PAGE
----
Making Virtual Connections Easy Part 1

EPISODE 63: Chad Littlefield of We & Me, joins John Locke and Bob Kunkle to discuss strengthening human connections and the importance of establishing a connection between leadership and the entire group.

Transcript

Introduction

[00:00:09] JL: Welcome to today’s edition of DHG’s GrowthCast. I’m your host, John Locke. At DHG, our strength relies on our technical knowledge, our industry intelligence and our future focus. We understand business needs and are laser-focused on company goals. In this ever-changing world, DHG’s GrowthCast provides insights and thought-provoking conversations on topics and trends that address growth opportunities and challenges in the current and future marketplace.

Thanks for joining us as we discuss tomorrow’s needs today.

[00:00:42] ANNOUNCER: The views and concepts expressed by today’s panelists are their own and not those of Dixon Hughes Goodman LLP. Always consult the advice of your legal and financial professional before taking any action.

Interview

[00:00:58] JL: Well, today is a very special day as I welcome DHG’s Director Of Coaching And Development, Bob Kunkle as my co-host. We’re excited to explore a topic I know everyone in our audience will find fascinating. It’s how to make virtual engagement easy. Bob, thanks for joining me today with this very special topic.

[00:01:17] BK: It’s really exciting. It’s so appropriate and relevant for what we’re doing right now in the practice, and thanks for having us.

[00:01:25] JL: Well, Bob, part of the reason I’m so excited about this topic is because of the individual we’ve got to chat with. Joining me is Chad Littlefield, and Chad is the co-founder and Chief Experience Officer We and Me, Inc. You can find that website at www.weand.me and we’ll talk more about that later. It’s an organization whose mission is to create conversations that matter. Leaders call Chad when they want to amplify connection, belonging and trust in their organization. Forbes even calls Chad a global expert on asking questions that build trust and connection in teams. He’s a TEDx speaker and author of the Pocket Guide to Facilitating Human Connections and creator of We! Connect Cards, which are now being used to create conversations that matter around 80 countries throughout the world. Chad and his partner, Will Wise, also authored Ask Powerful Questions: Create Conversations that Matter, which has been number one Amazon bestseller.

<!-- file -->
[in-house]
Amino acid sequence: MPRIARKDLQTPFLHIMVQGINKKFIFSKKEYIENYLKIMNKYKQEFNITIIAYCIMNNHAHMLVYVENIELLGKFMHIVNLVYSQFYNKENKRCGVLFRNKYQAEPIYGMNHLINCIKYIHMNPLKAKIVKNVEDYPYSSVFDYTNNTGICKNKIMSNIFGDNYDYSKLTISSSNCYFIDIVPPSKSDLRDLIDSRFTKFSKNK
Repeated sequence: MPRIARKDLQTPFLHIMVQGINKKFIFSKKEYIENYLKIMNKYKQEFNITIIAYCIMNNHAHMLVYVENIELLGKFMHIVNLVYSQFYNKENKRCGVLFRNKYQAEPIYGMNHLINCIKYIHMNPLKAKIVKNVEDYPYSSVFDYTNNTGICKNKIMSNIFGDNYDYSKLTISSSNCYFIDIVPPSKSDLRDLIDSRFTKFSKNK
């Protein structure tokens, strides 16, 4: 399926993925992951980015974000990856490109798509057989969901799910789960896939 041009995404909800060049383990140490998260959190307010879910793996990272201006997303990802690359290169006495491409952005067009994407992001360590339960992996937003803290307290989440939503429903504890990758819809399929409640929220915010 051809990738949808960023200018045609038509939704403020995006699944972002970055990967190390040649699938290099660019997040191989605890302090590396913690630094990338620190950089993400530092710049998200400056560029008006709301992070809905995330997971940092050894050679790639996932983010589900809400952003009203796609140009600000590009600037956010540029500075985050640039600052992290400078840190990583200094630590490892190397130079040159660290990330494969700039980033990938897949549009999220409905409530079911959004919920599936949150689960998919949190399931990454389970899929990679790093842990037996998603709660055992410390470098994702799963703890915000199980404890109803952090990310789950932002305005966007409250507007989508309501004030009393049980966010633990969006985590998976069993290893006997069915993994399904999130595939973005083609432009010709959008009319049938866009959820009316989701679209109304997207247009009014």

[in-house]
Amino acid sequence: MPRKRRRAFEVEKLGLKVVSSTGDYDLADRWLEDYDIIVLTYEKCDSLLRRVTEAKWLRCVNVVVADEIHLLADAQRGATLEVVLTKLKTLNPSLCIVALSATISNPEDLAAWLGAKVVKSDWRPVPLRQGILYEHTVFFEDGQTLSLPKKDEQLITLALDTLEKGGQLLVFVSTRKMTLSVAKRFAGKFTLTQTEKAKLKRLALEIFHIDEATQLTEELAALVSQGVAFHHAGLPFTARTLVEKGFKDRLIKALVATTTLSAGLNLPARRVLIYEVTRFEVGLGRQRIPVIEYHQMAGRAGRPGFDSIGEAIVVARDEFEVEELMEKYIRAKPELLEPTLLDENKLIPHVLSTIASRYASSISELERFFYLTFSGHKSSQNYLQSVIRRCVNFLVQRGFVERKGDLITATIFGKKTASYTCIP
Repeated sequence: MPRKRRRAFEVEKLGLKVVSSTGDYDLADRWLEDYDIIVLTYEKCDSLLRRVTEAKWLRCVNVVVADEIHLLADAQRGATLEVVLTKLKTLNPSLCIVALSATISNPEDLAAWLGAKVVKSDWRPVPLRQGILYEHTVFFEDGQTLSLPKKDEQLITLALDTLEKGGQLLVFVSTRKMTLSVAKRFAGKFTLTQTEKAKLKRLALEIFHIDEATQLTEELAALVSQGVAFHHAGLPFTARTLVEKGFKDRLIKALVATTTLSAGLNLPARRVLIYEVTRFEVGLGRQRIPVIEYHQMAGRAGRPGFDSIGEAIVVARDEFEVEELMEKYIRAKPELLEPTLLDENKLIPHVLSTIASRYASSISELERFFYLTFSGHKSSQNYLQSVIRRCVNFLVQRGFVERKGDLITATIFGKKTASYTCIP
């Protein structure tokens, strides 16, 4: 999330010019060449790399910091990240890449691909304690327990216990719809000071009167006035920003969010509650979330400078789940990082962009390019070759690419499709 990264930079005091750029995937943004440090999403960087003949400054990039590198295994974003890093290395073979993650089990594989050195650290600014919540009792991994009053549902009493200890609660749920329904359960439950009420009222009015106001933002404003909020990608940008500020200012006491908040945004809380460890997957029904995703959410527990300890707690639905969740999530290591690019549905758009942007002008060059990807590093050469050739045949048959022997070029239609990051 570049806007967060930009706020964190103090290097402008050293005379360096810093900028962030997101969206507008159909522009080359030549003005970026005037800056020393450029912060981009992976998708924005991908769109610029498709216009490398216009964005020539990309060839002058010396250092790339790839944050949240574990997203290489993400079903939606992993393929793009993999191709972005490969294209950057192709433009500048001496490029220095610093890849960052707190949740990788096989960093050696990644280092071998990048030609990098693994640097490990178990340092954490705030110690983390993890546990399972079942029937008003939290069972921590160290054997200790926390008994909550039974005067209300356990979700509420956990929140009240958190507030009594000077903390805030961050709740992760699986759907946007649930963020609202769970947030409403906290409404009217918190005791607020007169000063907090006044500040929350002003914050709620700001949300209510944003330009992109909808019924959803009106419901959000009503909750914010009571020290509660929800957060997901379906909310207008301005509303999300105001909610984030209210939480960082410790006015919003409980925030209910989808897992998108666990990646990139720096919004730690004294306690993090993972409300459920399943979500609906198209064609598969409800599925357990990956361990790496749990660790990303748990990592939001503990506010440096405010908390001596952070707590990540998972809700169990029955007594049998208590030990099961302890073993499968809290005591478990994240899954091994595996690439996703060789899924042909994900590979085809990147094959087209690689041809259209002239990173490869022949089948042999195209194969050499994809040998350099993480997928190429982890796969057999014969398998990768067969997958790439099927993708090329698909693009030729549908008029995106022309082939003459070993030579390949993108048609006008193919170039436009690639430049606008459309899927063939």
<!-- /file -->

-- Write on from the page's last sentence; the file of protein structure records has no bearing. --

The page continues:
Welcome, Chad. Great to have you here today.

[00:02:32] CL: Thanks for having me. I should have recorded that or something so I could have sent it to my mom. Thanks for the generous intro.

[00:02:41] JL: Well, I know you and your partner Will have really carved out a great niche over the years, traveling around the world to help people understand how to better connect with each. Tell our audience how you got started in this incredible work?

[00:02:57] CL: Yeah. If any of you have seen the movie, Patch Adams with Robin Williams, where Robin Williams got to become a doctor to really promote the quality of life over quantity. He has just this really magical way of connecting with patients and reaching people. Even the best clinicians can’t reach. I saw that movie and I had my whole life figured out. I was just going to be patched out. So I was going to be pre-med, I was thinking maybe pediatrician. Then I took a chemistry class in college and it was like, “”Ugh! Maybe not. Maybe 10 more years of this isn’t going to work.” But what I realized was, I still had a strong desire to heal the world through human connection. I just didn’t want to use a scalpel in the process.

For me, that was the story. From the time I was young, I saw this movie and I was like, “Okay. Is this Hollywood, is there actually something to this, and it turns out there is a heap and a boatload of neuroscience, and really practical things that point toward the way that we connect at work, online, offline, at home online, offline matters immensely to our health and actually, our life expectancy and our own enjoyment of life. For me, that’s been a constant curiosity that’s turned into a constant passion, that also happened to turn into a thriving practice in business as well.

[00:04:25] JL: That’s really cool. Bob, hearing that, do you have any questions for Chad?

[00:04:32] BK: Yeah, Chad, John and I work with leaders that are always looking for ways to connect at work better, and also ways to deepen the connections that they have when they do connect. Part of our job is to make sure that they’re connected to every way they can to be able to do that. How would you say you focused your work or refocused your work recently to address those kinds of needs?

[00:04:58] CL: Yeah. One of things in that context, as I’m working also with lots of busy leaders and educators around the planet, I’ve never met one person who hasn’t said something to the effect of, I have too much to do in too little time. Because of that, my aim is to help make connection and engagement easy. In an online context, it’s just to make connection engagement easy online. There are some added barriers and elements of friction with that, but a lot of the principles are the same, so the way that you would connect in person.

Kids between the age of three to five ask 300 to 400 a day. Adults ask 6 to 12 questions a day. If you want to connect more at work, whether you’re online or off, double your question count. I wouldn’t recommend going back to 300 to 400. That will create some interrogations rather than some conversations. But the point is, if you double your question count, you follow your natural curiosity and you can do that really well on Zoom, or Webex, or whatever platform you’re meeting on. Maybe even better actually, especially in a work from home context.